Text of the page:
Ski lessons for nervous skiers – see more!

Ski lessons for nervous skiers are about to get a boost!

Ski lessons for nervous skiers building up to high level performance

Ski in Control – it’s dynamic !

Picture from cover of “Ski In Control” by Bob Trueman

Clearly this skier isn’t a nervous skier, but she was once.  You can see how skiing is a dynamic activity, and one in which one is never quite “in balance”.  In the same way we’re not “in-balance” when we ride a bike, skip across some stepping stones,  or negotiate a steep path.

If you are a skier looking for ski lessons for nervous skiers, this isn’t where we start.  Rebecca above is doing things now by instinct – she hasn’t time to think about it.  And that is because she started off concentrating on one tiny movement at a time, and slowly building her own skiing edifice.

I have a new book nearing completion that will help take a nervous skier – or any other skier – “From Greens To Blacks”

Skiing is dynamic.

Things get more complex as slopes steepen, and snow gets more varied.  Life is made more difficult still by anxiety.  It inhibits being more agile and responsive to all the changing forces that go with constant movement.  And this is exactly when the most ancient part of your brain – your amygdala – is screaming at you not to move at all!

We spend almost all our year standing upright, vertically above our feet.  We support our weight on our heels, on a dry high friction, level horizontal surface. What comes over us? – We then conclude that it would be a great idea to strap ourselves onto a pair of “extended feet” about six feet long.  Then we head off onto a slope designed to be very slippy, and point ourselves down a friction-less slope.

Small wonder then that many feel a bit scared. Being scared inhibits learning.  And yet skiing can manifestly be done, and done in safety and it’s fun.  This is a further clue that friction has nothing to do with it – there must be a hidden secret.  There is!

Dynamic but small and subtle

Skiing Lessons analogy

Looks even wilder, but the driver will be almost catatonic

Skiing is dynamic, in fact it works best when it is more dynamic and less static.  But here is a thing – you may have seen TV footage of car rally driving or some other seemingly wild event.  The outside shots of the cars look terrifying – cars leaping off the ground, snow and gravel spraying in all directions. Cars never going in the direction they’re pointing. Loads of noise and mayhem.  Ski racing looks similar.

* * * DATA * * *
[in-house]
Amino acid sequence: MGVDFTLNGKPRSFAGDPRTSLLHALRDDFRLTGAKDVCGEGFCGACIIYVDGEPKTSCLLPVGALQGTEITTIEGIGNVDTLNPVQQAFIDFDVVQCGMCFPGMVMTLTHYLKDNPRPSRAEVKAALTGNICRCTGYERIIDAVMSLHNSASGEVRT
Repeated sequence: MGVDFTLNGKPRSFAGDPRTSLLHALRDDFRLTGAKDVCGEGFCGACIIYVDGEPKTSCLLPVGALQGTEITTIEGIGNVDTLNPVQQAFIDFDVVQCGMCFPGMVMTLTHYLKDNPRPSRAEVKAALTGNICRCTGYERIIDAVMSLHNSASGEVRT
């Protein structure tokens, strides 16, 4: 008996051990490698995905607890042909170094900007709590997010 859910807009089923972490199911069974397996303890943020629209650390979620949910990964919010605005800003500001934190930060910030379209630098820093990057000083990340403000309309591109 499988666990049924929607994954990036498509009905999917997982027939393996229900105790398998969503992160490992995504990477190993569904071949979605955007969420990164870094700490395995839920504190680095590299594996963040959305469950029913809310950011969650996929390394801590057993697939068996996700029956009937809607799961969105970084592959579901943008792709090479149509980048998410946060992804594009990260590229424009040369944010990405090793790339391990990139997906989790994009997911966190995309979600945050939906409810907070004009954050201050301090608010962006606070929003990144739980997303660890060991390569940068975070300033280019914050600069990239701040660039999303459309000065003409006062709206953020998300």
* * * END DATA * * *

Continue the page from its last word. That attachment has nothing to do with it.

But now look at the in-car shots of the drivers. Complete calm. Fixed unblinking stares. Almost no bodily movement. Very small turns of the steering wheel and tiny gear shifting movements. And therein lies a clue to skilfull skiing.

Like the rally drivers,  you need to make VERY small precise movements of your arms / legs / feet etc.  You establish some forward flow and then within that flow make those movements.  Movements in motion.  Like the rally cars, these movements recruit powerful forces from mother earth that steer your progress and give you access to the control you want.

My new book will shortly be telling you exactly what small movements to make and how to make them. You will be surprised by their power.

Childlike.

My coaching method takes account of this need for small movements.  It takes account of ways in which we can learn how to become aware of both the movements and their outcomes. In other words it gives you access to the needed feed-backs. It puts you in the driving seat, and it does it in ways which would otherwise often seem childlike.

I make the movements very easy to memorise and associate with.  They are commented upon by pupils from years back, as still being what they use to guide their skiing especially if they encounter difficulties.

Regrettably my experience has been that most ski instructors find them too childlike for their egos to accept: most of them are quite young after all. But I make them childlike and very simple on purpose. When we are faced with skiing down a slope there is more than enough going on already, without using opaque technical terms or trying to copy someone else.

What we need is a toolkit of simple physical metaphors that are not scary, are very easy to comprehend and are highly memorable.

Then we must take into account that learning anything is best done in small linked steps made in the least challenging circumstances we can find. We do best doing one small thing at a time, adding them together to build a solid structure. That is the process that this book will take you through in such a way that you can even coach yourself.

SIMPLE IS BEST.  My favourite phrase.

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